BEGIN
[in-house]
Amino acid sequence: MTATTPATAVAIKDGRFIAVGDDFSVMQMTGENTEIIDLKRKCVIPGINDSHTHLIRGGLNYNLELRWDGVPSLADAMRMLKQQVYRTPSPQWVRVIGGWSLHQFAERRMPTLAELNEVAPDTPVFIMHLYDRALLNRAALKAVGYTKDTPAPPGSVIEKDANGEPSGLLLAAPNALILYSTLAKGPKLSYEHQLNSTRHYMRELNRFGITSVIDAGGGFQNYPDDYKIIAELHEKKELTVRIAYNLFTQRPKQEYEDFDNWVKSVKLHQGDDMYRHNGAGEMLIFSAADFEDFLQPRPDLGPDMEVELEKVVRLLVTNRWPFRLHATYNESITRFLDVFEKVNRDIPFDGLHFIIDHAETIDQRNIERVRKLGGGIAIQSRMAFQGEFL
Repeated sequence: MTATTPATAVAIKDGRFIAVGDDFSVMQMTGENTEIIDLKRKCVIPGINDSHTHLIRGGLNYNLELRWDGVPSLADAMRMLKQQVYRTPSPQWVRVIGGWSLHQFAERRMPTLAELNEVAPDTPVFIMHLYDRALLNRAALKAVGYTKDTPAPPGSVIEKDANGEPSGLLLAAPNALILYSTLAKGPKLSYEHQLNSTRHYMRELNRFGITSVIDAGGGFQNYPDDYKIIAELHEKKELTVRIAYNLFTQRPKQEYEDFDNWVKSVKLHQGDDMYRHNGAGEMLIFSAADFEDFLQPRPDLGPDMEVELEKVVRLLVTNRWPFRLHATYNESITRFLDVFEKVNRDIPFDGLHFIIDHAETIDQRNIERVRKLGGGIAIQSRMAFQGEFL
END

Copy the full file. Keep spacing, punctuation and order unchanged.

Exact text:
[in-house]
Amino acid sequence: MTATTPATAVAIKDGRFIAVGDDFSVMQMTGENTEIIDLKRKCVIPGINDSHTHLIRGGLNYNLELRWDGVPSLADAMRMLKQQVYRTPSPQWVRVIGGWSLHQFAERRMPTLAELNEVAPDTPVFIMHLYDRALLNRAALKAVGYTKDTPAPPGSVIEKDANGEPSGLLLAAPNALILYSTLAKGPKLSYEHQLNSTRHYMRELNRFGITSVIDAGGGFQNYPDDYKIIAELHEKKELTVRIAYNLFTQRPKQEYEDFDNWVKSVKLHQGDDMYRHNGAGEMLIFSAADFEDFLQPRPDLGPDMEVELEKVVRLLVTNRWPFRLHATYNESITRFLDVFEKVNRDIPFDGLHFIIDHAETIDQRNIERVRKLGGGIAIQSRMAFQGEFL
Repeated sequence: MTATTPATAVAIKDGRFIAVGDDFSVMQMTGENTEIIDLKRKCVIPGINDSHTHLIRGGLNYNLELRWDGVPSLADAMRMLKQQVYRTPSPQWVRVIGGWSLHQFAERRMPTLAELNEVAPDTPVFIMHLYDRALLNRAALKAVGYTKDTPAPPGSVIEKDANGEPSGLLLAAPNALILYSTLAKGPKLSYEHQLNSTRHYMRELNRFGITSVIDAGGGFQNYPDDYKIIAELHEKKELTVRIAYNLFTQRPKQEYEDFDNWVKSVKLHQGDDMYRHNGAGEMLIFSAADFEDFLQPRPDLGPDMEVELEKVVRLLVTNRWPFRLHATYNESITRFLDVFEKVNRDIPFDGLHFIIDHAETIDQRNIERVRKLGGGIAIQSRMAFQGEFL